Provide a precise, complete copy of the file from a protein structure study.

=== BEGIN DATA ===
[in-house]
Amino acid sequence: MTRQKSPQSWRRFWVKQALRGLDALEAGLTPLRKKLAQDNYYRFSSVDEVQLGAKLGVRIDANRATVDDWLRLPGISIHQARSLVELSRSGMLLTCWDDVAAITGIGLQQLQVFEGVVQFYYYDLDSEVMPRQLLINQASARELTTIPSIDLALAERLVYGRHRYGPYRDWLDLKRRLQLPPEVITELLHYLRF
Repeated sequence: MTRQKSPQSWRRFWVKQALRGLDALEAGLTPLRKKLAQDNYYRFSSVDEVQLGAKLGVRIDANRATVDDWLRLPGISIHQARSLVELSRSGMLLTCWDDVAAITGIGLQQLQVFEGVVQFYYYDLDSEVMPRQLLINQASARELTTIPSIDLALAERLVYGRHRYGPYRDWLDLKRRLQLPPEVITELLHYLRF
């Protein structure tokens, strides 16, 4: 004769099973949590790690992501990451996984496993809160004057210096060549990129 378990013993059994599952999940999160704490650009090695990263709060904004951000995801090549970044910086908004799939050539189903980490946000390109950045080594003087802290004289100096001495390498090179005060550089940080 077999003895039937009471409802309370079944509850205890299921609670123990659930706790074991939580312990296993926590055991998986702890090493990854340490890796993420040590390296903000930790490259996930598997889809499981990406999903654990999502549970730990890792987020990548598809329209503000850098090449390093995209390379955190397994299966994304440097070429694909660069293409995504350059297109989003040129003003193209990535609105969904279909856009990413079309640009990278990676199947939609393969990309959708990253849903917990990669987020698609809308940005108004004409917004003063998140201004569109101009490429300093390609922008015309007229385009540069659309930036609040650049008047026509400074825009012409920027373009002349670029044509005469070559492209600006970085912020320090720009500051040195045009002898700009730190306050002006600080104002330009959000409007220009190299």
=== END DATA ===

[in-house]
Amino acid sequence: MTRQKSPQSWRRFWVKQALRGLDALEAGLTPLRKKLAQDNYYRFSSVDEVQLGAKLGVRIDANRATVDDWLRLPGISIHQARSLVELSRSGMLLTCWDDVAAITGIGLQQLQVFEGVVQFYYYDLDSEVMPRQLLINQASARELTTIPSIDLALAERLVYGRHRYGPYRDWLDLKRRLQLPPEVITELLHYLRF
Repeated sequence: MTRQKSPQSWRRFWVKQALRGLDALEAGLTPLRKKLAQDNYYRFSSVDEVQLGAKLGVRIDANRATVDDWLRLPGISIHQARSLVELSRSGMLLTCWDDVAAITGIGLQQLQVFEGVVQFYYYDLDSEVMPRQLLINQASARELTTIPSIDLALAERLVYGRHRYGPYRDWLDLKRRLQLPPEVITELLHYLRF
């Protein structure tokens, strides 16, 4: 004769099973949590790690992501990451996984496993809160004057210096060549990129 378990013993059994599952999940999160704490650009090695990263709060904004951000995801090549970044910086908004799939050539189903980490946000390109950045080594003087802290004289100096001495390498090179005060550089940080 077999003895039937009471409802309370079944509850205890299921609670123990659930706790074991939580312990296993926590055991998986702890090493990854340490890796993420040590390296903000930790490259996930598997889809499981990406999903654990999502549970730990890792987020990548598809329209503000850098090449390093995209390379955190397994299966994304440097070429694909660069293409995504350059297109989003040129003003193209990535609105969904279909856009990413079309640009990278990676199947939609393969990309959708990253849903917990990669987020698609809308940005108004004409917004003063998140201004569109101009490429300093390609922008015309007229385009540069659309930036609040650049008047026509400074825009012409920027373009002349670029044509005469070559492209600006970085912020320090720009500051040195045009002898700009730190306050002006600080104002330009959000409007220009190299």